Dwarwick Pier - Peedie Sands - Dwarwick Pier

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Dwarwick Pier: the original small stone pier was constructed and funded by the Caithness County Council and the people of Dunnet between 1893 and 1897. In 1955 HMRY Britannia anchored off Dwarwick Pier for the first and only time. Queen Elizabeth, the Duke of Edinburgh, Prince Charles and Princess Anne landed at Dwarwick Pier to visit the Queen Mother at her Castle of Mey. This landing was commemorated by the erection by Caithness Council of a flagstone plaque. Severe storms washed away the lower slipway and pier during the winters of 1969 and 1970. Dwarwick Pier Association was formed and improvements were undertaken with assistance from various agencies. The area is an attraction to a large number of local people and tourists. It is a favourite place to launch small boats or fish off the end of the pier in relatively deep water.

Mary Ann's Cottage is a 'must see' in the area. The Caithness Heritage Trust which acquired the croft in 1990 has faithfully restored it, as near as possible, to the state when it was last worked by Mary-Ann and James Calder. Visitors are taken on a guided tour of the buildings. The croft is not a museum; the furniture, fittings and artefacts of all kinds are original – nothing has been added to make it appear more 'authentic'. It is Open June to September, 2 to 4pm, closed Mondays.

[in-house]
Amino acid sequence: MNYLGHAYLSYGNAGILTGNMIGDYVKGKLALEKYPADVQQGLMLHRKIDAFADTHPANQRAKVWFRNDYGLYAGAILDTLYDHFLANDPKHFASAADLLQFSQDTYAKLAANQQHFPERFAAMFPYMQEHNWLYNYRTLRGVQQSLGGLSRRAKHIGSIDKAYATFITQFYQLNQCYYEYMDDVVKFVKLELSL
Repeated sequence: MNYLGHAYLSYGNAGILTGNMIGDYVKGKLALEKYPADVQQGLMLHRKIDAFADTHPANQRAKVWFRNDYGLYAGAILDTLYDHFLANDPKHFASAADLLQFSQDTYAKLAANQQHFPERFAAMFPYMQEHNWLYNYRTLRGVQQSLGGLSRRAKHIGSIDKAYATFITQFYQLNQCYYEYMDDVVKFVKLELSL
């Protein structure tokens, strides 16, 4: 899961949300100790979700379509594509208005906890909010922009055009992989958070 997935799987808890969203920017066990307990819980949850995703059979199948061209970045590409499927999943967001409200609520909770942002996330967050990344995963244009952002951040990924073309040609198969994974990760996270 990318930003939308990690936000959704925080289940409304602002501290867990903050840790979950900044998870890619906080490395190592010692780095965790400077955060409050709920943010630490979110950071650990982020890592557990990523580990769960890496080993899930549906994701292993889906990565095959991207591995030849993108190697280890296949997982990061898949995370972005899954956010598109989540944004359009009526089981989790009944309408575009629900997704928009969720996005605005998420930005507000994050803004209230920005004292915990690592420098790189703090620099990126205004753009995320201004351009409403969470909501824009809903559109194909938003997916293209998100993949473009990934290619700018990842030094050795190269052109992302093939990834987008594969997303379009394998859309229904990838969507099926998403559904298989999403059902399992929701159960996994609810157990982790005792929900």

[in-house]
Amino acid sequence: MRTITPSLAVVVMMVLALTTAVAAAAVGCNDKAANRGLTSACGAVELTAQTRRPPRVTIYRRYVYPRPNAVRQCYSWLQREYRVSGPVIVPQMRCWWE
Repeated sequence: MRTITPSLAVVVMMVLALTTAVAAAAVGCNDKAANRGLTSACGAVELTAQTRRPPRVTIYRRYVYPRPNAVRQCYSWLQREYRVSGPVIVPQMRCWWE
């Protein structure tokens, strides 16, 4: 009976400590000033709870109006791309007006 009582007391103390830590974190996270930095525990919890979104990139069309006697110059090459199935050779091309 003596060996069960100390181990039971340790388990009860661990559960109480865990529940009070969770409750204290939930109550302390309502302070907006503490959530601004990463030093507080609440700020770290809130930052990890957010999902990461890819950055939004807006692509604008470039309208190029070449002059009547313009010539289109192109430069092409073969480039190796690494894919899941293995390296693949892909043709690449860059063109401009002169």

The House of the Northern Gate was built by Admiral Sir Alexander Sinclair, who lived at Dunbeath Castle and who also owned the Freswick and Keiss Estates. Building commenced in 1901 and was completed in 1906. It remained in the Alexander Sinclair family until the death of the admiral in 1945, when the estates were broken up. All the crofts on the Dunnet Estate were sold, the last sale being that of Mary Anne Calder, whose house is now a museum.

In 1948 the House and Estate were purchased by Commander and Lady Vyner. Lady Vyner was a girlhood friend and Lady in Waiting to HM the Queen Mother. When King George VI died, the Vyners invited the Queen Mother to stay with them at the House of the Northern Gate during their summer holiday. It was while the Queen Mother was staying with the Vyners that she saw and decided to purchase the Castle of Mey, which was at that time called Barrogill Castle.

Cdr Vyner held the House and Estate for 25 years and when it was sold it was turned into a hotel. It traded as a hotel for around six years, when it closed. It then remained empty for ten years, being owned by various absentee landlords who paid only occasional visits to Dunnet. The house has been renovated by the present owner to bring it back to its former glory. It is now a private residence.

Scotland - Highlands and Islands - Highland - Caithness

Features

Ancient Monument, Birds, Butterflies, Flowers, Great Views, Hills or Fells, Lake/Loch, Moor, Museum, Pub, Public Transport, Restaurant, Sea, Toilets, Wildlife

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Accommodation
Distance away
1.9 Miles